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About The Baylis

The Derek M. Baylis (DMB) is a 65-foot auxiliary-powered sailing research vessel that was specifically designed and constructed to provide a safe, comfortable, fast, and environment-friendly platform for marine research and education.

She has many modern features that uniquely qualify her as a 21st century sailing research vessel.
There are sleeping quarters for 12 passengers and 2 crew in three staterooms and two common areas with a mini galley, chart station and comfortable seating around a table in the pilot house.

The “Baylis” also sports a customizable deck, strong but ultralight construction, a "slippery" hull design, and the minimalist rigging consists of freestanding, tapered, carbon fiber masts - whose flexibility eliminates the need to furl the sails in high wind. When a gust comes up, the boat doesn't lean over—it accelerates. The simplified rigging makes her easy to sail, and allows the boat to run charters of up to 42 people with only a skipper and a single crew member aboard.

The boat's rear transom is wide and detachable, and its deck is riddled with bolt holes, enabling crew members to easily secure and deploy a wide range of equipment—something that can't be done on most sailboats.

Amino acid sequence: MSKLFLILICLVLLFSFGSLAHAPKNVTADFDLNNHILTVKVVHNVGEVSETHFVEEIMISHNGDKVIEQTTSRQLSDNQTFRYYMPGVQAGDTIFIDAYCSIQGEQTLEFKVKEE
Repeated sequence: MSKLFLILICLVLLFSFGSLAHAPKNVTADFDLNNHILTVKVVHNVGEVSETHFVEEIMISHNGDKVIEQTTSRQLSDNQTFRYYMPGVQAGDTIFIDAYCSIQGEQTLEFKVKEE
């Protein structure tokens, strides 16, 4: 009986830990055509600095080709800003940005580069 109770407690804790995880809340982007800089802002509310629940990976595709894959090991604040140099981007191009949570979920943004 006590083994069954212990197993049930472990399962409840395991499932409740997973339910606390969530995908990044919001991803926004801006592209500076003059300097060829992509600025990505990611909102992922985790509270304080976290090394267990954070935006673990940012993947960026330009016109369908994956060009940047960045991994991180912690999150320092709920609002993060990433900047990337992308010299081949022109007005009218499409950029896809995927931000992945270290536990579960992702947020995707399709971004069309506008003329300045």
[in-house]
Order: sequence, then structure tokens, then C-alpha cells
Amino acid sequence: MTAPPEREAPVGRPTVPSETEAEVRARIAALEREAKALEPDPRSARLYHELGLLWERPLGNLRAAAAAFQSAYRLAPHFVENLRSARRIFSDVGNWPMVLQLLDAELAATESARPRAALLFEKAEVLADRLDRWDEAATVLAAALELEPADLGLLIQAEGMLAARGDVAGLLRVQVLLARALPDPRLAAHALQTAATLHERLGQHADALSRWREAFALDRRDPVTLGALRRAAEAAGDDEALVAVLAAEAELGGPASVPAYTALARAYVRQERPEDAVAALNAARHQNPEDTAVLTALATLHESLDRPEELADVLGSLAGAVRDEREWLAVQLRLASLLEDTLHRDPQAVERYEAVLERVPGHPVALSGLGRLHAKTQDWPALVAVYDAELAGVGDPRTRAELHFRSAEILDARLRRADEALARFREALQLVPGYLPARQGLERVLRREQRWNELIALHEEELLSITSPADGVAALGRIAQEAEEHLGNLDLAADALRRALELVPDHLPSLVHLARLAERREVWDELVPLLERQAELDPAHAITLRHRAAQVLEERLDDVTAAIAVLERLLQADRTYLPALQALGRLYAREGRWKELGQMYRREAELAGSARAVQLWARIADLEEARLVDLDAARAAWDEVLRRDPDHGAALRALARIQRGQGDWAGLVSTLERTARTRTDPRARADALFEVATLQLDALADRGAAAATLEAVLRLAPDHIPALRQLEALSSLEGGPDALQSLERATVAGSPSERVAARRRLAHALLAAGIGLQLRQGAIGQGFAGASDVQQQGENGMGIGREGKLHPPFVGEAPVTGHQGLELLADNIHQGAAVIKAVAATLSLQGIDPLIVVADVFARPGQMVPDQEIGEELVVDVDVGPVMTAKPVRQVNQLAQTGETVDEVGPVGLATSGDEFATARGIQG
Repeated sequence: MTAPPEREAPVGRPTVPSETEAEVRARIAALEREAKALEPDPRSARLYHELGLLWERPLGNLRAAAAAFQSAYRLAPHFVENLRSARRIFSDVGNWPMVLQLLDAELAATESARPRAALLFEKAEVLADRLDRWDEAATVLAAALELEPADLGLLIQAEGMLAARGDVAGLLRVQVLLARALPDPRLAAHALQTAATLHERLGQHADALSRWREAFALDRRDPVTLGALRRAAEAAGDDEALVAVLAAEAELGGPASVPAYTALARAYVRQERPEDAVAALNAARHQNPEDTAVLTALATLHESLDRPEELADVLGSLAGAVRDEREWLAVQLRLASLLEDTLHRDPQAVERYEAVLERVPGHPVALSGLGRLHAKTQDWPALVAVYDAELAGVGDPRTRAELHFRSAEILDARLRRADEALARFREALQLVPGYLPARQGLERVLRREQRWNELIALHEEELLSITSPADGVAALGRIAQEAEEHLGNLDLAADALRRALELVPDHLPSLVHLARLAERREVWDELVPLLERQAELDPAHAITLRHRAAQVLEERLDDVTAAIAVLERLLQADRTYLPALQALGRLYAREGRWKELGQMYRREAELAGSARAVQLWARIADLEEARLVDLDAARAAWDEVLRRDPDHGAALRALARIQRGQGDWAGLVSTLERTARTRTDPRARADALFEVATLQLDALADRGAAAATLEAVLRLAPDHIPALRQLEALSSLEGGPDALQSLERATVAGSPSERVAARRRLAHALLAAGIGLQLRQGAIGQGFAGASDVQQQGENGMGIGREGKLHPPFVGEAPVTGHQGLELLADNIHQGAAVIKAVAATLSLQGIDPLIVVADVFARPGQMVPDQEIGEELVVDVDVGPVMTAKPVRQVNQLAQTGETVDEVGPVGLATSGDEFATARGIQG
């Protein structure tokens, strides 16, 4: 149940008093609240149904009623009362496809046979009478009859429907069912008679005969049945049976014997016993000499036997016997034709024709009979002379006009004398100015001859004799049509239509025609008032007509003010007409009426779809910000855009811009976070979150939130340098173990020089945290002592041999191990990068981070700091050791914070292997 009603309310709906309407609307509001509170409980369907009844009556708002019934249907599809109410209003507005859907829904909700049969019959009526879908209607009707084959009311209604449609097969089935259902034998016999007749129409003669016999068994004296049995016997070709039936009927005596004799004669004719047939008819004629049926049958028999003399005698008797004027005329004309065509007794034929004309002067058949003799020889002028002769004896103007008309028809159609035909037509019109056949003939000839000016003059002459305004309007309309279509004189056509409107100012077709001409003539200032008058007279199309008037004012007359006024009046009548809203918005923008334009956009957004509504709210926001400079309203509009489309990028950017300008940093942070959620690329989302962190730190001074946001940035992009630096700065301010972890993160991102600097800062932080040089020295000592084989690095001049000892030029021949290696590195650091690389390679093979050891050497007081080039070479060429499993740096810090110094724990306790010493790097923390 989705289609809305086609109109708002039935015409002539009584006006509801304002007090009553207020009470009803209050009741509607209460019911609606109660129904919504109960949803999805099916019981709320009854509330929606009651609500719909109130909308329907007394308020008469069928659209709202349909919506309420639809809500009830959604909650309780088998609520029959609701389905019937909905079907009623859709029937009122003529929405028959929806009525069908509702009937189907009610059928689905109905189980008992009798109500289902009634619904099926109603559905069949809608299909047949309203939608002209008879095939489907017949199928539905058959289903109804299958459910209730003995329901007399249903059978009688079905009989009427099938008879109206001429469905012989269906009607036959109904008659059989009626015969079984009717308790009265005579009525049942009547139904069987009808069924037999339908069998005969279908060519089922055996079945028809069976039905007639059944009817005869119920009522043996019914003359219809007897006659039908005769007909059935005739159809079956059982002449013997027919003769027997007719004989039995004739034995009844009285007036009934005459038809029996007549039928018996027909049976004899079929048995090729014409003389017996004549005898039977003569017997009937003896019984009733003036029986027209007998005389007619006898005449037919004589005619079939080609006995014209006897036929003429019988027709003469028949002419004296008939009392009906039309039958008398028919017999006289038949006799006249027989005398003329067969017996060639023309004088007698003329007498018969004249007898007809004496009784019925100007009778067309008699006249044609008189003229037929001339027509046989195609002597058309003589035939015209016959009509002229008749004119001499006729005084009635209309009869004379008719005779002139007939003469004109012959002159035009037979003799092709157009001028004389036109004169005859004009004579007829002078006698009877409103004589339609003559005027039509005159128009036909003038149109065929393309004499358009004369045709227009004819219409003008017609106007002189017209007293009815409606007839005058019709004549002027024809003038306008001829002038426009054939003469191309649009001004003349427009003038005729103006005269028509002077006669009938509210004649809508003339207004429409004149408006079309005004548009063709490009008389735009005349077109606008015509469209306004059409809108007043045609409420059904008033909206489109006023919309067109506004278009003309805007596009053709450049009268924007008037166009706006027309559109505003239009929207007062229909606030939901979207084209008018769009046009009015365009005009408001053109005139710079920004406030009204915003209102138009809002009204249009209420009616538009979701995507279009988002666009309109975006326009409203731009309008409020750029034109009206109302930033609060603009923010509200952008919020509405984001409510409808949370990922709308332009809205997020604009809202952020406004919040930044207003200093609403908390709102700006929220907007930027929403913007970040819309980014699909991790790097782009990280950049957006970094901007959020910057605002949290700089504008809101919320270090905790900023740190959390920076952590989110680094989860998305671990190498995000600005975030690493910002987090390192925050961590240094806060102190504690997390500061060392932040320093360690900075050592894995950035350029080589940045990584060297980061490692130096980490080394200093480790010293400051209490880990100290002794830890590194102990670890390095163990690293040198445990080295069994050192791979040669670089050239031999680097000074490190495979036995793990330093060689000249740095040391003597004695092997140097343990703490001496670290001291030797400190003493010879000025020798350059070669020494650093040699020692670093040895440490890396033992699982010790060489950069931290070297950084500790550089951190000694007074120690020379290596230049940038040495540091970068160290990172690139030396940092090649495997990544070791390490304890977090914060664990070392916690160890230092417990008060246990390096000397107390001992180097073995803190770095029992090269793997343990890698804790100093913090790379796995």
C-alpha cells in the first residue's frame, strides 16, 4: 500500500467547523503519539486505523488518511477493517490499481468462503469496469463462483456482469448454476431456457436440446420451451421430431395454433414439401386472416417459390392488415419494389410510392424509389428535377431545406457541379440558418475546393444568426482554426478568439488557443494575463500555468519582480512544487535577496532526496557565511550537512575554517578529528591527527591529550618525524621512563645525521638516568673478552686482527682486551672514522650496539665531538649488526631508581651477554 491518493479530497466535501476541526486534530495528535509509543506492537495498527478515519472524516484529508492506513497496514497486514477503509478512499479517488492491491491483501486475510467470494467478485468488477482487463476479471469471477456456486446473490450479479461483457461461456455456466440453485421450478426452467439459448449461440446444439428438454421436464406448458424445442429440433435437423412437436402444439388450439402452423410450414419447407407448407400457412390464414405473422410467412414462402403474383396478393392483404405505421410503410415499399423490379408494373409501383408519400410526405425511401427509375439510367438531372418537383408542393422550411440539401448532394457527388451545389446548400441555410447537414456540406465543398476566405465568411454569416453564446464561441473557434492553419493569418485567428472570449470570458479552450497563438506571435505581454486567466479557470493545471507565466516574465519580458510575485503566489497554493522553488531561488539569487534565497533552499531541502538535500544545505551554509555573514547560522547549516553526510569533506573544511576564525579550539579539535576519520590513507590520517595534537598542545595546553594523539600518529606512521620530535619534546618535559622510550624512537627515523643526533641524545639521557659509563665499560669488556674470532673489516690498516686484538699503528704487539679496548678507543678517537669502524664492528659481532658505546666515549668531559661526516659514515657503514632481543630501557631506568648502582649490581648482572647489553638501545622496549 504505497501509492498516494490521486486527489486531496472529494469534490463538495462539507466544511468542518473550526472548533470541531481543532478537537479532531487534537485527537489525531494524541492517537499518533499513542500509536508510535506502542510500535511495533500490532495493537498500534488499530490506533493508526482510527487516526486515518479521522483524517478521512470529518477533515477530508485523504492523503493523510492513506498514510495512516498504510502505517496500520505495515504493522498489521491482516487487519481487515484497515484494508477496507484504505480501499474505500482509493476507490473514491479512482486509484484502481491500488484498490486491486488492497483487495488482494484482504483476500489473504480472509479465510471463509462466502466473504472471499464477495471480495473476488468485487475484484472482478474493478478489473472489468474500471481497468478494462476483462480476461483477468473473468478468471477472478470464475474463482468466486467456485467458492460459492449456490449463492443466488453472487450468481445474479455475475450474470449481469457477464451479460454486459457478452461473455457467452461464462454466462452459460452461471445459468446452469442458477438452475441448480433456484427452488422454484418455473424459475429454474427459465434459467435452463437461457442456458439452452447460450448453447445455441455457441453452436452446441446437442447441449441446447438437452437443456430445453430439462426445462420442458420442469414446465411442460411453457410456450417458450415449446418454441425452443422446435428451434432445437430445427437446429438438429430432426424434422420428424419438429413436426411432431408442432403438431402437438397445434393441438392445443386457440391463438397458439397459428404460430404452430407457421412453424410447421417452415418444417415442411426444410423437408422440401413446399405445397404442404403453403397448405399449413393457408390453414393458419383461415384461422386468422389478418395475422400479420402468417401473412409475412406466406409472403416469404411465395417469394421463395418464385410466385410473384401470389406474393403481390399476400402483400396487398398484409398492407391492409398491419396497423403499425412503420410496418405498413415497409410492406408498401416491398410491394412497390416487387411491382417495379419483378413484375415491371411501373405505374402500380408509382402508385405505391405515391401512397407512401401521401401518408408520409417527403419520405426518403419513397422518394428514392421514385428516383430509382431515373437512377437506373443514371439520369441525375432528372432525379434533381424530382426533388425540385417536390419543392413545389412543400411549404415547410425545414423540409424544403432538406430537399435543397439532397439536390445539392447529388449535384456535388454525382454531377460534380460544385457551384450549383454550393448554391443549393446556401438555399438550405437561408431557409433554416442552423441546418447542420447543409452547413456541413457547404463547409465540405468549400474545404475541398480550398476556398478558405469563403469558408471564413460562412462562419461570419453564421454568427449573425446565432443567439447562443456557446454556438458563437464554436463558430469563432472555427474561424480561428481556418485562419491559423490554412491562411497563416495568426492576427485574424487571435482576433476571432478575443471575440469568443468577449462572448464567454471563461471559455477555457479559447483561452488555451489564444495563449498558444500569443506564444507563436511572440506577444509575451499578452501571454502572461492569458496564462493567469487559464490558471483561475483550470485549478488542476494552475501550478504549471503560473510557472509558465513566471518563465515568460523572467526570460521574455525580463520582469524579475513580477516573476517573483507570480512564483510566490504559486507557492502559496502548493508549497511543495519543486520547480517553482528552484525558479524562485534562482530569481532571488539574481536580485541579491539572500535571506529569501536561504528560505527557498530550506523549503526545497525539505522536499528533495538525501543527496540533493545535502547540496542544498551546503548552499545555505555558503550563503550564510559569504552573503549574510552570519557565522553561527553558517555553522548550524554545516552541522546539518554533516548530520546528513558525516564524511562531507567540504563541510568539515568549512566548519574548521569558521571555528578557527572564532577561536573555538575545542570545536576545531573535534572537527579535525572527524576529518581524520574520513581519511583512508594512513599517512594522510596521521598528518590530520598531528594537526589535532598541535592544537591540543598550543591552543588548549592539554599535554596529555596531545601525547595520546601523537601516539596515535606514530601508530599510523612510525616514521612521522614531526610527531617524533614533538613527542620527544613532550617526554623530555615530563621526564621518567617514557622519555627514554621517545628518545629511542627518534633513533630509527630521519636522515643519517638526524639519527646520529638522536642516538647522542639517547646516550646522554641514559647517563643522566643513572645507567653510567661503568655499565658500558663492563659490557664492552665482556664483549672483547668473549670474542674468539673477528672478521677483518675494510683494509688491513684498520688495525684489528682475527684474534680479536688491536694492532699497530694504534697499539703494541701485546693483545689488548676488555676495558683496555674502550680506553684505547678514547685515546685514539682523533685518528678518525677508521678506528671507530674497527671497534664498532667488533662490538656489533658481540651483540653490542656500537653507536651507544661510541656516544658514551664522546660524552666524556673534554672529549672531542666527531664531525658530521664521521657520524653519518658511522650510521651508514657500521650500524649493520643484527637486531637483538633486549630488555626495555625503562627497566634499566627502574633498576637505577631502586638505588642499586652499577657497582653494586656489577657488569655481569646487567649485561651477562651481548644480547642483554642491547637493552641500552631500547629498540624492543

Quick Specs

Top speed under sail - 18 knots
Top speed under engine – 11.5 knots
Passenger count over 12hrs - 12
Passenger count under 12hrs - 41

LOA – 64' 11.5"
DWL – 57' 6"
Beam - 14' 9"
Draft -8' 4"

COI range – North to Alaska West to Midway South to Panama

Past Research Jobs

RTC 2003
MBARI 2003
Woods Hole 2003
Monterey Bay Aquarium 2004 to 2016


NOAA 2010
SFEI 2017 to 2018

NSF 2010 and 2012
OSU 2010 and 2012

Cascadia Research Collective 2012 to 2014


The use of the Baylis generally improved data quality through the reduction of self-noise, and for a fixed budget it allowed us to triple the length of the cruise. At that point I was sold on using wind power on research vessels as a solution to budget and data quality problems. If the opportunity arises again, we’ll be using the Baylis for future work.

~Chris Goldfinger - Oregon State University OSU College of Earth, Ocean and Atmospheric Sciences

The Derek M. Baylis provided us with a quiet and relatively stable platform while under sail, which increases our chances at successful acoustic detection of relatively quiet beaked whales. Our fuel use was just a trickle of what would typically be required for this type of work and our carbon footprint was more of a toe print. We recommend this vessel for projects of this nature, and hope to use it again in the future.

~John Calambokidis - Research Biologist, Cascadia Research Adjunct Faculty, Evergreen State College

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